In 2013 I became involved in one of my many communities, a special one called Enspiral. Formed around the mission: Turn a trickle of energy for working on the world’s problems into a river and get more people working on stuff that matters. Enspiral has become a popular reference point for many because we so desperately need more people devoting their working lives to solving global & local problems together.
Enspiral has sparked dozens of ventures and hundreds of initiatives, and throughout the last 10 years it has become a strong community for folks to hold each other up in hard times and push each other forward into our potential in whatever vector of change-making a person is drawn to.
We need healthy communities for change — let’s build some
Enspiral is one little example in a sea of experiments. Today’s communities look like churches, schools, neighbourhoods, workplaces, sports teams; we build belonging in modern forms. For so many years I’ve been drawn to communities of change makers. I discover repeatedly that agentic people cluster in groups to support each other to shift entrenched systems.
These little clusters of solidarity create a space of growth for the people and their projects. Getting together to learn, galvanise, weep, expand, refocus — these rituals come in all shapes and sizes. Once you dive into any community, big or small, you discover subtle dysfunctions. Conflict shows us how we can grow. Community solution-finding becomes personal transformation.
Connecting with others in a way where you know them deeply and they know you deeply, where you know the soft spots and the scar tissue, to see and be seen, and to grow through the feedback of others; this occurs through the gentle friction of interaction when you’re committed to a group.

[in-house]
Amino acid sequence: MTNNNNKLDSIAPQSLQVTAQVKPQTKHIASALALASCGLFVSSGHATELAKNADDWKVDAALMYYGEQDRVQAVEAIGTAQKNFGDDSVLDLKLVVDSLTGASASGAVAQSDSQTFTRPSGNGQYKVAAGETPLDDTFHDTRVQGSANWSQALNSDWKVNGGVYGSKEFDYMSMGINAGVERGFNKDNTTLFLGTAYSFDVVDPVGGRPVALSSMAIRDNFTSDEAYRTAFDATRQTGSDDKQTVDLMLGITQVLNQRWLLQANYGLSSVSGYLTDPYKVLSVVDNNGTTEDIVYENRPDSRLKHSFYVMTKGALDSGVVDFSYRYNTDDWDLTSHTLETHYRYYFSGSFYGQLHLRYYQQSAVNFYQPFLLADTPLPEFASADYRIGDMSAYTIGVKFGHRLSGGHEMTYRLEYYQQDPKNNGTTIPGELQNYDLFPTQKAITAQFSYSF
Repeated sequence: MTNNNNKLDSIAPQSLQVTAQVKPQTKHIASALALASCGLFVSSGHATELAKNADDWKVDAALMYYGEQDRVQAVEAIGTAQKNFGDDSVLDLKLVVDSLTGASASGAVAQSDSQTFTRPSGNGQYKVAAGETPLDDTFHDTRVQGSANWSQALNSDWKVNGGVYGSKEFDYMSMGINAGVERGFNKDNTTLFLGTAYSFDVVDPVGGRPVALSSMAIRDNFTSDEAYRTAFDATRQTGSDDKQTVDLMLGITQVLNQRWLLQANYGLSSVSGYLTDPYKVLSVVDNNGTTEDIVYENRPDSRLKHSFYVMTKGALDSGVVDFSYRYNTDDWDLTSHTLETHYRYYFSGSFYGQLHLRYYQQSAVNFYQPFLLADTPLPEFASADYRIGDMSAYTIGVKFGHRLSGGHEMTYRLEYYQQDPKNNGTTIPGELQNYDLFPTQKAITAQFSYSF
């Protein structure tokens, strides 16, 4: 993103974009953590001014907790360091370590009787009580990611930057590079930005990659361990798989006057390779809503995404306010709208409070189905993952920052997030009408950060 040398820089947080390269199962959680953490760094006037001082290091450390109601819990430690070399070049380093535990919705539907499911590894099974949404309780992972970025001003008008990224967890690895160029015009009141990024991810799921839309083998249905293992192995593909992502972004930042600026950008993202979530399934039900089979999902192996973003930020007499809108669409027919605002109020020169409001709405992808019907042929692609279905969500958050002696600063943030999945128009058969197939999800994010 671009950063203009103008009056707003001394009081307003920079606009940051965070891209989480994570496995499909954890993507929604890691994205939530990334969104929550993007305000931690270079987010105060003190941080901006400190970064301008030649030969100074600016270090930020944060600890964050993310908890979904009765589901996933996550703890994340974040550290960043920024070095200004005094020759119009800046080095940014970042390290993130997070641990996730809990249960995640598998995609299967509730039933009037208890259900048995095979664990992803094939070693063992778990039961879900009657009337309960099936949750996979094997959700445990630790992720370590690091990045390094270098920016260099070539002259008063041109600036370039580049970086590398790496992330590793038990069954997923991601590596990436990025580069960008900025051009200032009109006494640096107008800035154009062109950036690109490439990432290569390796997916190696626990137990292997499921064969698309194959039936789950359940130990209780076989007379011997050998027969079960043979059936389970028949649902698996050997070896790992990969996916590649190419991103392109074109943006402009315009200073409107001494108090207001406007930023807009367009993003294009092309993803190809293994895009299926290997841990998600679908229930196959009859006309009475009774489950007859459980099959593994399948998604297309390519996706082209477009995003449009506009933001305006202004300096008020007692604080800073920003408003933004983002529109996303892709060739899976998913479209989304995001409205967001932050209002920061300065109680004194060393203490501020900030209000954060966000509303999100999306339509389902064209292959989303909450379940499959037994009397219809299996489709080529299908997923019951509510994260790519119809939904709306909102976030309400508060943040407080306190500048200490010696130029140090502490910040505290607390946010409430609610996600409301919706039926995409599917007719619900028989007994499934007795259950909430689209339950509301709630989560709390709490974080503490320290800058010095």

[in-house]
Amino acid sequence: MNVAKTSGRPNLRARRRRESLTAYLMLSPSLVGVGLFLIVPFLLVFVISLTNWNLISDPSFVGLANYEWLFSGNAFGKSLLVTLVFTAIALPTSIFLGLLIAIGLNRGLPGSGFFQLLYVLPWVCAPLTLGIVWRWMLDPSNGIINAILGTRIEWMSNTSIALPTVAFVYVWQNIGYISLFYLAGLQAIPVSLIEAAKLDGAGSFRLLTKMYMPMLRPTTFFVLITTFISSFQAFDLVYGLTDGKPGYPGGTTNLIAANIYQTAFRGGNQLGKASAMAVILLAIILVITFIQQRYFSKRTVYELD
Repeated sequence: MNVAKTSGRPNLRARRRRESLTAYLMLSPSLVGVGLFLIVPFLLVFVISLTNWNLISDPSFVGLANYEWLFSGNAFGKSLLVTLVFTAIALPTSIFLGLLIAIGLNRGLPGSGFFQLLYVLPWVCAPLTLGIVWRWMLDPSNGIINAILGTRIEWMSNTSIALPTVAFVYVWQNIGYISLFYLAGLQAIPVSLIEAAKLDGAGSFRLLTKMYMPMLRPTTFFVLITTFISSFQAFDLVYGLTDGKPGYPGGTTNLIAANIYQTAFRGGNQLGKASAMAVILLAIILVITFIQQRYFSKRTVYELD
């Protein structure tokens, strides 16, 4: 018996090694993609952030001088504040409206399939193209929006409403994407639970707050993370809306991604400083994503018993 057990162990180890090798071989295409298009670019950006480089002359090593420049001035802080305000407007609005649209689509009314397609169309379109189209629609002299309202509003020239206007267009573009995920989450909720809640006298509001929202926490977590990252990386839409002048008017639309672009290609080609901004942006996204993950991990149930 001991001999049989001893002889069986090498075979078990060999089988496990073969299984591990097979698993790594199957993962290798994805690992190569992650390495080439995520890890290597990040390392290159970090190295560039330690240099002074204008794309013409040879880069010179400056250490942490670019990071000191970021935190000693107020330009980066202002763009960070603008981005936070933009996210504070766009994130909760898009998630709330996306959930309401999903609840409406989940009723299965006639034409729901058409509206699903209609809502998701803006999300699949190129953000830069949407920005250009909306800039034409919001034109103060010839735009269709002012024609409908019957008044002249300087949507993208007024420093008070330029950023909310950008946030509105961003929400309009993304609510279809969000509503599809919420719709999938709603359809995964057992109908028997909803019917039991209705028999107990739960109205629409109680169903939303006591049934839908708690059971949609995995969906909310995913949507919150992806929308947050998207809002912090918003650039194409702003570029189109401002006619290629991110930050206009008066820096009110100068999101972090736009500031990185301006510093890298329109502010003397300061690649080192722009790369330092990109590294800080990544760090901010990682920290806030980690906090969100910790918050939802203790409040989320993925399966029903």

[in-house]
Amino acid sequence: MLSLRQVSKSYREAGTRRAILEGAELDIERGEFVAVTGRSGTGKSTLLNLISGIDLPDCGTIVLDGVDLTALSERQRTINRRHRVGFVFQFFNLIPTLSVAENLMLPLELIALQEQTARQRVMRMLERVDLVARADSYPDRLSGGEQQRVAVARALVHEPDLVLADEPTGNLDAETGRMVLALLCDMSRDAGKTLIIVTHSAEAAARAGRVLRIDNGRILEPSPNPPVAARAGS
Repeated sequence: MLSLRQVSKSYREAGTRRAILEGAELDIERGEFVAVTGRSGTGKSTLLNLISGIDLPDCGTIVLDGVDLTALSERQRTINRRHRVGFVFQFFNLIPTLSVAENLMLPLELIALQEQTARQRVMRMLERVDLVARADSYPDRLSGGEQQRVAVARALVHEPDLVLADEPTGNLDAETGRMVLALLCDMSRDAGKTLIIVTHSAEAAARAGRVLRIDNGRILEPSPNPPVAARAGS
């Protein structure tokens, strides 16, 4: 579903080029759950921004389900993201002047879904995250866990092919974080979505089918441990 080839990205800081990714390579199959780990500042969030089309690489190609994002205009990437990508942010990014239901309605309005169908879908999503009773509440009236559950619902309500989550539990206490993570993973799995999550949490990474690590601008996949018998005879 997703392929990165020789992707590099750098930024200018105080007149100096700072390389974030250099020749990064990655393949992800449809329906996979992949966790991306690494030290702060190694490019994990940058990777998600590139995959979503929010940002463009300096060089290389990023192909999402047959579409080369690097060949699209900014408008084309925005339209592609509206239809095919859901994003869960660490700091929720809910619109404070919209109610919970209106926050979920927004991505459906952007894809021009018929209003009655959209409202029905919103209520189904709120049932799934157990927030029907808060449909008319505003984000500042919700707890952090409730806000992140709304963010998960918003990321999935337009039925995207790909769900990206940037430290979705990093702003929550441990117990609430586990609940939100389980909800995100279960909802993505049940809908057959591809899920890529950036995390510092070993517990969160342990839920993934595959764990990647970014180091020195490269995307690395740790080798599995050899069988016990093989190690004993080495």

We cannot just build community. We must build community that has an ethic of care, no matter what it’s purpose. This is because that inevitable friction can be destructive for people and projects. In order to create impact through community, that community must be able to hold change in a healthy way.
“How do we build healthy communities in today’s society which support people to succeed at making change in the world?”
Love & Livelihood
A unique flavour of Enspiral is the combining of two great human forces: love and livelihood. I think this blend enables huge impact, and deserves more understanding. Let me explain what this means for me.
Love is a bright light which makes the impossible feel necessary, like leaping across chasms is safe and no other choice makes any sense. Love is seeing another wholly. Love is allowing ourselves to receive care. Love is the gift of self sovereignty. Livelihood is the opportunity to make choices, the capability to apply force in the direction you desire, a marrying of fuel & spark, conditions where your fire can take. Livelihood is a demand for our creativities and gifts. Livelihood is the constant prototype towards what your life is about. Livelihood is a place for fellowship, a source of family, a team.
Enspiral found a way to weave these two threads between all of us. Enspiral is in some ways simply a shared culture with legal, financial and gathering apparatuses to hold it up.